Yu Garden,also called Yuyuan Garden, is located in the Middle Fangbang Road,Shanghai City. It is an ancient property owned by a Ming dynasty official and is the only Ming garden in the northern part of the Old City. Built in 1559, the 2-hectare garden has been around for over four centuries. It boasts over 40 ingeniously conceived, well laid out ancient buildings, which have interesting names like Iron Panther, Moon Tower and Hearing-Waves Pavilion.
The garden park includes such highlights as the Hall of Jade Magnificence, the Hall of Heralding Spring, the Ten-Thousand-Flower Pavilion, the Gathering the Moon Pavilion, the Pavilon of Spring, the Inner Garden, the Lotus Pool, and the Grand Rockery, to name only a few. The windows of the halls reveal glimpses of trees, ponds, streams and corridors. The eaves of the halls and pavilions are decorated with dragons, dogs and elephants in an amusing arrangement (e.g., the dragons are depicted with wide-open gapes as if trying to swallow the corners of upturned eaves). The overall arrangement of the individual elements of the garden, from the placement of the trees and ponds to the halls and pavilions, is carefully planned so as to enhance the garden's harmony and ambience, yet nothing about this arrangement seems forced or unnatural.
The Pavilion of Spring in the northeast corner of the park has an interesting history as the headquarters of the anti-imperialist "Little Sword Society", which, in 1853, led an uprising against the Qing Dynasty rule. The society occupied Shanghai for 17 months. A number of artifacts from this historical period, including weapons, coins and other objects used by the Little Sword Society are now housed in a special exhibition hall.
A major restoration of Yuyuan Garden was commenced some years after the establishment of the PRC. The garden park was formally opened to the public in 1961. Yuyuan Garden's Huxin Ting teahouse is very popular with locals and tourists alike, and there are numerous nearby kiosks and stalls that sell delicious Chinese snacks and desserts.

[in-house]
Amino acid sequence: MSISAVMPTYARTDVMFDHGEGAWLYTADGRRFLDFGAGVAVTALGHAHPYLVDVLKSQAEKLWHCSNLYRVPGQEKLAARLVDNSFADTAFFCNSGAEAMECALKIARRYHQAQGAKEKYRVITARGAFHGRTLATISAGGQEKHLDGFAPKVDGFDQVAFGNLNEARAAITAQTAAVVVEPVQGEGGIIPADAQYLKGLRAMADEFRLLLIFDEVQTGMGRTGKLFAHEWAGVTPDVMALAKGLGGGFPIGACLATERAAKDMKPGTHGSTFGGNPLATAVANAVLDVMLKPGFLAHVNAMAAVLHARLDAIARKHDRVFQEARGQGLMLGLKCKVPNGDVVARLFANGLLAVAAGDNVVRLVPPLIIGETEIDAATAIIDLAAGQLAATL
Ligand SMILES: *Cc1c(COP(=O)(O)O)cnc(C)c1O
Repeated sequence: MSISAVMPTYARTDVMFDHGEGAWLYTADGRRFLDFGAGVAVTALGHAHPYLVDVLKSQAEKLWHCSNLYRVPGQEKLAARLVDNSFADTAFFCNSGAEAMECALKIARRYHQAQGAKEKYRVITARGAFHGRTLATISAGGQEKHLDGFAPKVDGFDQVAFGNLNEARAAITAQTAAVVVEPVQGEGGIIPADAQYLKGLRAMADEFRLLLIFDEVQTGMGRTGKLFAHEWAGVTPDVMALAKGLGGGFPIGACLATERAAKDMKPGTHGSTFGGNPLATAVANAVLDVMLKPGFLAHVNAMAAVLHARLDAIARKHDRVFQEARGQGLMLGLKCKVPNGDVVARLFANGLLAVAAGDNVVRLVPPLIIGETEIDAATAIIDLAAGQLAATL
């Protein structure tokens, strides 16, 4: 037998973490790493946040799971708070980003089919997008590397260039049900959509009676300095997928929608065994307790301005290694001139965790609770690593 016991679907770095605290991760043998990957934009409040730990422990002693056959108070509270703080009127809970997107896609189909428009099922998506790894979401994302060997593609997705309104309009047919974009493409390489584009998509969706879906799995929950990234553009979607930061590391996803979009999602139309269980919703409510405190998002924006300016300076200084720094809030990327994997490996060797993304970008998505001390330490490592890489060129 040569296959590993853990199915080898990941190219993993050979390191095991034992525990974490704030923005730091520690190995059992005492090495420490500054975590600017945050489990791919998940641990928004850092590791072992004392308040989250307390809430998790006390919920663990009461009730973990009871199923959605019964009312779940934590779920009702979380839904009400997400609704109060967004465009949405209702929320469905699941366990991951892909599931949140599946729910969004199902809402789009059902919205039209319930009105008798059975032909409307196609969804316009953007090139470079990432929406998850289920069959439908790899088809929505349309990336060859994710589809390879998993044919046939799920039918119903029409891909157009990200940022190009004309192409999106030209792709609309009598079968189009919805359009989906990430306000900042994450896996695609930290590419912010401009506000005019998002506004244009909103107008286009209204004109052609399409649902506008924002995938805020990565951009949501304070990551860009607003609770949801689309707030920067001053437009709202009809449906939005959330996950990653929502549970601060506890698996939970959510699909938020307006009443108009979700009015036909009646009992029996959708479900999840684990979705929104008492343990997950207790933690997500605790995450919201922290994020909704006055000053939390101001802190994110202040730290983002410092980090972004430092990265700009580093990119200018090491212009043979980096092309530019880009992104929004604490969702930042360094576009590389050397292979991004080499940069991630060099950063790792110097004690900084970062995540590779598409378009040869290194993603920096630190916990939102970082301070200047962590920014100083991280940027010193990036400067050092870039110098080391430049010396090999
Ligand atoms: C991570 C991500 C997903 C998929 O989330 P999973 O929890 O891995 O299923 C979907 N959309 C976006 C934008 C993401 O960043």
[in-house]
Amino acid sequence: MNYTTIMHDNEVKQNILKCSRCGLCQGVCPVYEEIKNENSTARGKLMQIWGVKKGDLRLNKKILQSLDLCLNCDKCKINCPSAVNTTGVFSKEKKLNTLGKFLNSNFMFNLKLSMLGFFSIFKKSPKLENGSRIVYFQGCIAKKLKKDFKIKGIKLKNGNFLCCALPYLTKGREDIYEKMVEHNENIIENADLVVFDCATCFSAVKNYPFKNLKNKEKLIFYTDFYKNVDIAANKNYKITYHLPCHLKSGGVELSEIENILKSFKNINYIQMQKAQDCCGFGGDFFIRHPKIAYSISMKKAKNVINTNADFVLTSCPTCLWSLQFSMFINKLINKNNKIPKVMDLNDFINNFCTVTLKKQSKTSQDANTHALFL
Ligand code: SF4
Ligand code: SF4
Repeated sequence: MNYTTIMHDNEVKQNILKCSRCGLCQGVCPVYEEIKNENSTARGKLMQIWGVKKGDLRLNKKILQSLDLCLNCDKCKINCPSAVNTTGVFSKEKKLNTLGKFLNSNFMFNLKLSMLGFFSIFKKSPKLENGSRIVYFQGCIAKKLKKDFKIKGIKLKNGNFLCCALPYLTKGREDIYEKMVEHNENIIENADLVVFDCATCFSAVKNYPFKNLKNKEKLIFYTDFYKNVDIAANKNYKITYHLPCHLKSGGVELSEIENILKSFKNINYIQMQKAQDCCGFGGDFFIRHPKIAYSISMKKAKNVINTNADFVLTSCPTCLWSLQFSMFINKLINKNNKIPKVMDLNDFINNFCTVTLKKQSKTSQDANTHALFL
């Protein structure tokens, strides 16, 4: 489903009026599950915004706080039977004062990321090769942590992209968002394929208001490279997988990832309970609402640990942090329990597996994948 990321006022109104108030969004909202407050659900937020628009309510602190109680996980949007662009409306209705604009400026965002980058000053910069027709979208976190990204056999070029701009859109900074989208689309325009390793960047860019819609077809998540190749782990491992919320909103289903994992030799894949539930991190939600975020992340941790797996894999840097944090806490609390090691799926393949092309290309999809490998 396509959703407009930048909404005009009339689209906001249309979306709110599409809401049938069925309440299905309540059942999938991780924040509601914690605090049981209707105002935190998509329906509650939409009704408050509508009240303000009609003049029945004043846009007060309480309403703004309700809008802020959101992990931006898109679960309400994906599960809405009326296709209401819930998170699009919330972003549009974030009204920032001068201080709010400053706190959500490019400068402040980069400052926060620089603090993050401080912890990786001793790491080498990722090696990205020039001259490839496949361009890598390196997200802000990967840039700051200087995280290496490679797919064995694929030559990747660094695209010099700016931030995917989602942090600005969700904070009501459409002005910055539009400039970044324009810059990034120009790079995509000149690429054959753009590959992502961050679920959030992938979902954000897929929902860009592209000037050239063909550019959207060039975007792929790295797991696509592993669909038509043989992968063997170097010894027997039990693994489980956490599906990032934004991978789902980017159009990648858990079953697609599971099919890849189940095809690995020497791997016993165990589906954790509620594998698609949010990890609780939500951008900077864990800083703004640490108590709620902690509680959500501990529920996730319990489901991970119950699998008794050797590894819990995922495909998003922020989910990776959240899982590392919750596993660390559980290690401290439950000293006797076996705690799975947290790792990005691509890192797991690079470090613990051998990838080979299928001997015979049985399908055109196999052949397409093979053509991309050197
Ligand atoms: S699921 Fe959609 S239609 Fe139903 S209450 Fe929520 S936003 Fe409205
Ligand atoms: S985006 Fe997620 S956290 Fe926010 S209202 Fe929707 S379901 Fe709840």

With its pavilions, artificial mountains and ponds, it’s widely advertised as a gem of classic Chinese gardening and an oasis of calm marooned in the urban bustle. It is not only a tourist attraction, but also a worth-a-dedicated-trip shopping destination where trinkets, local products and famous snacks attract those ready to shell out.
The City God Temple
Also called Chenghuangmiao ,the City God Temple, is located in an eponymous tourist-centric zone, is Shanghai’s most important Taoist temple. It has stood there for nearly six centuries since it was built in Ming dynasty’s Yongle period (1403-1424). Numerous halls are spread out in an area of about 2,000 square meters.
Shanghai Old Street:
Shanghai Old Street is a unique scenic spot near Yu Garden. On this street, visitors can appreciate sights to all sides, shop, relax, and get to know the traditional culture of Shanghai. In history, Shanghai Old Street used to be named “Miao Qian Da Jie” (meaning “the street before the temple”). The earliest money shops, old-style Chinese private banks, restaurants, teahouses, theatrical stages, and trading companies all gathered on this street. It has always been the corridor that connects Shi Liu Pu (Little East Gate), the City God Temple, and Yu Garden. The unique location and landscape of society along the way give Shanghai Old Street much priceless cultural and commercial significance. Getting there by bus: Bus 11, Bus 926, or Bus 920
Chen Xiang Pavalion (Eaglewood Pavilion):
Chen Xiang Pavilion is well-known for the eaglewood Avalokitesvara (Buddhist bodhisattva enlightened being) protected and worshipped in within. Actually, the original Avalokitesvara statue was destroyed in the Great Proletarian Cultural Revolution (Chinese Cultural Revolution) that lasted from 1966 to 1976. The Avalokitesvara statue that is enshrined and worshipped in Chen Xiang Pavilion today was donated by Hong Kong believers.